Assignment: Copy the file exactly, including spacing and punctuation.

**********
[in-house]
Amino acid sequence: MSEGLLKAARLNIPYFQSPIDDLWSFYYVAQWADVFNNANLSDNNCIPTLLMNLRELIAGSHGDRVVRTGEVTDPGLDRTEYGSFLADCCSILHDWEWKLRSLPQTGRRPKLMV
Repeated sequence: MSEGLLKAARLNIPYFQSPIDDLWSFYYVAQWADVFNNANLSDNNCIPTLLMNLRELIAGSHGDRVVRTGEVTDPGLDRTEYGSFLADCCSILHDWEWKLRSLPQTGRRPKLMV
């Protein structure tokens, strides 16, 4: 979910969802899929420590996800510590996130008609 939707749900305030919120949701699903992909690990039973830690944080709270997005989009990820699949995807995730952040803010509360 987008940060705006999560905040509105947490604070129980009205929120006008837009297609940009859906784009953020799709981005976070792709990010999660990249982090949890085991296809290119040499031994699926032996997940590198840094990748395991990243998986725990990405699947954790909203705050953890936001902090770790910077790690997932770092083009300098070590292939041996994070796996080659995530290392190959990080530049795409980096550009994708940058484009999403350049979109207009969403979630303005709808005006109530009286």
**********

[in-house]
Amino acid sequence: MSEGLLKAARLNIPYFQSPIDDLWSFYYVAQWADVFNNANLSDNNCIPTLLMNLRELIAGSHGDRVVRTGEVTDPGLDRTEYGSFLADCCSILHDWEWKLRSLPQTGRRPKLMV
Repeated sequence: MSEGLLKAARLNIPYFQSPIDDLWSFYYVAQWADVFNNANLSDNNCIPTLLMNLRELIAGSHGDRVVRTGEVTDPGLDRTEYGSFLADCCSILHDWEWKLRSLPQTGRRPKLMV
């Protein structure tokens, strides 16, 4: 979910969802899929420590996800510590996130008609 939707749900305030919120949701699903992909690990039973830690944080709270997005989009990820699949995807995730952040803010509360 987008940060705006999560905040509105947490604070129980009205929120006008837009297609940009859906784009953020799709981005976070792709990010999660990249982090949890085991296809290119040499031994699926032996997940590198840094990748395991990243998986725990990405699947954790909203705050953890936001902090770790910077790690997932770092083009300098070590292939041996994070796996080659995530290392190959990080530049795409980096550009994708940058484009999403350049979109207009969403979630303005709808005006109530009286």